So let me give you a point from General Mattis that came out of the Wall Street Journal: “For all the ‘Fourth Generation of War’ intellectuals running around today saying that the nature of war has fundamentally changed, the tactics are wholly new, et cetera, I must respectfully say, ‘Not really.’ Alexander the Great would not be in the least bit perplexed by the enemy that we face right now in Iraq and our leaders going into this fight do their troops a disservice by not studying —studying vice just reading—the men who have gone before us.” And so as you think about how you support the IC, my task to you is context. And that’s what General Mattis is really talking about. You have to understand the context of the fight. And so for our various industry partners, you cannot divorce context from the operational environment—it matters. So we have to understand, we have to study the operational environment, and that is the context in which the problems we have will be solved.

The nature of war is immutable. The character is changing; it is changing every day, and that is one of the things I wanted to highlight. So let me give you an example of one of the key things that is changing: speed. Even the conversations we had next door before we came in here, that was one of the points that was made, how we deal with data, how we deal with speed, how do we deal with the velocity of change.  

So let me tell you a story about a monk and a vegetable vendor. Go back to June of 1963, self-immolation in protest to the way the Buddhists were being treated in Vietnam. Everyone knows the photo; there’s actually video of it. So the guy who took the picture, his name was Malcolm Browne. So what did Malcolm get out of that? He got a Pulitzer Prize. He was an AP reporter; the picture went on the AP, and it went around the world. It became a postcard in Europe. It was distributed by the Chinese as evidence of U.S. imperialism. President Kennedy said no news picture in history has generated so much emotion around the world than that one. What happened afterward? Five more immolations; nothing really changed for the Buddhist monks. The persecution continued. Five months later [Vietnamese] President [Ngo Dinh] Diem would be assassinated; less than three weeks later President Kennedy would be assassinated. But it was a slow transition. We look at the picture and we all know it, but the impact was different.

So fast-forward 47 years, it’s December of 2010. A Tunisian vegetable vendor, frustrated over the persecution, decides to engage in a similar act of self-immolation. And what happens? A month later the president of Tunisia fled and the regime was overthrown. It overturned governments in Egypt, Libya, Yemen, and began the civil war in Syria that we still see today. Protests in Algeria, Lebanon, and Sudan, and the governments of Iran, Iraq, Jordan, Kuwait, Morocco and Oman all instituted changes based on civilian demonstrations. Just imagine as the Arab Spring is kicking off, just imagine you’re the J2 of CENTCOM and what you’d be thinking, and what you would have wanted to know at that time. And who was that J2? His name was Ashley, right? And all the social media and all the technology and all the things that we have today, we did not have then.

We had a capstone class come through several months after all that kicked off. And for those who don’t know, capstoners are kind of the new flag grade officers that come through. And we all sat around in a big horseshoe, and at the head of the horseshoe was General Mattis, and we literally had one of the capstone officers say, “I don’t know why we spend all this money on intel. You guys couldn’t even see the Arab Spring coming.” So General Mattis weighed in and he said this was not an intel failure. All the indicators were there. What we did not know was the time, in which we would cross this threshold that would allow something so monumental as what took place in 2011 to happen. We saw the rising inequality, the increased corruption, the growing public discontent, but we were not able to pin down how that shifted a consciousness in the Arab world. What it meant in a larger regional context, that spontaneity could have so many governments tumbling down; we just couldn’t make the call on the timing. So Tahrir Square – what was knowable before that kicked off? If I had only had a gossip account at that point. What was knowable before the Russians went into Crimea? What was knowable before the Russians went into Ukraine? What’s happening now that we’re not seeing?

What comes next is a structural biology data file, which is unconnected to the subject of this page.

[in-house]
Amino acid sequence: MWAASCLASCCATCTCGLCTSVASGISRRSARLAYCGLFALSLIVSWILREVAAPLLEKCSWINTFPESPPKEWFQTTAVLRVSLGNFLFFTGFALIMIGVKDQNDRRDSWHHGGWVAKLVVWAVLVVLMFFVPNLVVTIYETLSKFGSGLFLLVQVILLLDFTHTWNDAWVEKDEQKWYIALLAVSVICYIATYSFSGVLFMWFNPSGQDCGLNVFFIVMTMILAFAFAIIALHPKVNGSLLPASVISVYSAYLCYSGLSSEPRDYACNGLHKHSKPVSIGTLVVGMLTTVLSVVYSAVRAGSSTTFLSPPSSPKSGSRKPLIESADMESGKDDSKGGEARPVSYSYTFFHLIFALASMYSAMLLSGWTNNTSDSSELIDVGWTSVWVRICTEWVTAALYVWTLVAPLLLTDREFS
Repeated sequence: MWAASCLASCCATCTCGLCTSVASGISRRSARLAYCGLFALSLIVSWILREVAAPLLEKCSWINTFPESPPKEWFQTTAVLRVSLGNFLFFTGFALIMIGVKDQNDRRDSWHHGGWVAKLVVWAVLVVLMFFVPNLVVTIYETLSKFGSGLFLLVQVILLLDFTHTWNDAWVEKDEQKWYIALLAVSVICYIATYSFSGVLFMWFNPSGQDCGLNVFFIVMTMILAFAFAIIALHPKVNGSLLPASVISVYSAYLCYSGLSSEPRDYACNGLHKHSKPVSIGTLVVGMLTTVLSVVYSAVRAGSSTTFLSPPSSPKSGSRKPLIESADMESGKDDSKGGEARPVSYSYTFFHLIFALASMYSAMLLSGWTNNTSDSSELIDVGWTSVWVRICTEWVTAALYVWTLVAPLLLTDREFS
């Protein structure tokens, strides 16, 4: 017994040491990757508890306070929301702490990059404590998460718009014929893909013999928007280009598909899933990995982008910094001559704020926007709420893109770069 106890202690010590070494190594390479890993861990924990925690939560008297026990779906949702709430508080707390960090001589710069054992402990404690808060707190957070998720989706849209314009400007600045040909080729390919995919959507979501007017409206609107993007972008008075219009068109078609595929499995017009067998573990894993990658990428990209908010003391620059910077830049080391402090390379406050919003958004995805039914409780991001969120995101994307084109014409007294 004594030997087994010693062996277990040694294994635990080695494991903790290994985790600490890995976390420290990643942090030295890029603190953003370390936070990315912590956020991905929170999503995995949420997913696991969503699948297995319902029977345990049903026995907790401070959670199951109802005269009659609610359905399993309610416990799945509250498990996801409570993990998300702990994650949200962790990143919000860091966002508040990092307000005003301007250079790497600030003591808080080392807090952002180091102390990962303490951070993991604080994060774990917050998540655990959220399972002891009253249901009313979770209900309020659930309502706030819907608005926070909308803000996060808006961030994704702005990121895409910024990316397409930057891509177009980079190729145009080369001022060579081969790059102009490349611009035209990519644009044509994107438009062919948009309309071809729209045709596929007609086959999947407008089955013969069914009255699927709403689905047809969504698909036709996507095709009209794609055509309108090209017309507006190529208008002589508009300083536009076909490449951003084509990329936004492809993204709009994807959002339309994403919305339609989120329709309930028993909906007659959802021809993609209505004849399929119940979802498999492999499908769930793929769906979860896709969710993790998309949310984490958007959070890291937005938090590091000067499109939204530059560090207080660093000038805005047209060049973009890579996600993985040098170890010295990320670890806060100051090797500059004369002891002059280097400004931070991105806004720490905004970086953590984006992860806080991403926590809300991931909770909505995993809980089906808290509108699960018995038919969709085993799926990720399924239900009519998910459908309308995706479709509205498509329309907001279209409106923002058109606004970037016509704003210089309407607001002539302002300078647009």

Mark Twain was famous for saying history doesn’t repeat itself but it rhymes. I had a great conversation with a very good friend the other day; he was over in the office and we were talking about some things in India-Pakistan, and he said, you know if you really want to solve Pakistan and that relationship with the Afghans, you have to solve the Pakistan-India problem first. And then he said there’s a couple of books you ought to read. One of them is A World Undone and it’s about World War I. He said the first chapter is incredible because it starts laying out all the signals and all the faint things that were happening that led us into World War I. So when a young Serb, Gavrilo Princip, one of six assassins in Sarajevo, decides to draw down on Archduke Ferdinand and his bride Sophie, was that knowable? For those of you who read history you’ve probably seen, a lot of times, when they talk about it’s amazing for everyone who was a part of that conflict, afterwards saying I cannot believe we literally walked backwards into this.

So what’s knowable? I don’t subscribe to the [idea] you completely eliminate the fog of war, but what I am concerned about now is the broader context of what we have in the way of great power conflicts. It is in our national security strategy; it is in our national defense strategy. We’re not walking away from CT [counterterrorism]; that is a fight that will carry to the next generation if not beyond. So many of us in here have been at it for 15, 16, 17 years and countless deployments.

I opened up by talking about unified view across the IC, and I say that because it’s not enough to connect the military dots. Because when Mike Groen goes in to the see the Chairman everyday he doesn’t say, “Mike, tell me about the military things. I’m not worried about the other stuff.” He says, “Mike, tell me about diplomatic, the information, the military, the economic things that are happening with China. What am I not seeing and what am I behind on? How do I get ahead of that?” And then how do we do that as an IC? So I think of that in a context: the speed of human interaction, the speed of information, and the sheer volume that is out there. Entire populations are being brought into and leveraging a global world that they never knew. And I don’t think we fully understand what this is going to look like in a decade. Because if you took me back 10 years and told me to describe 2018, I’m not sure I had the imagination to do it.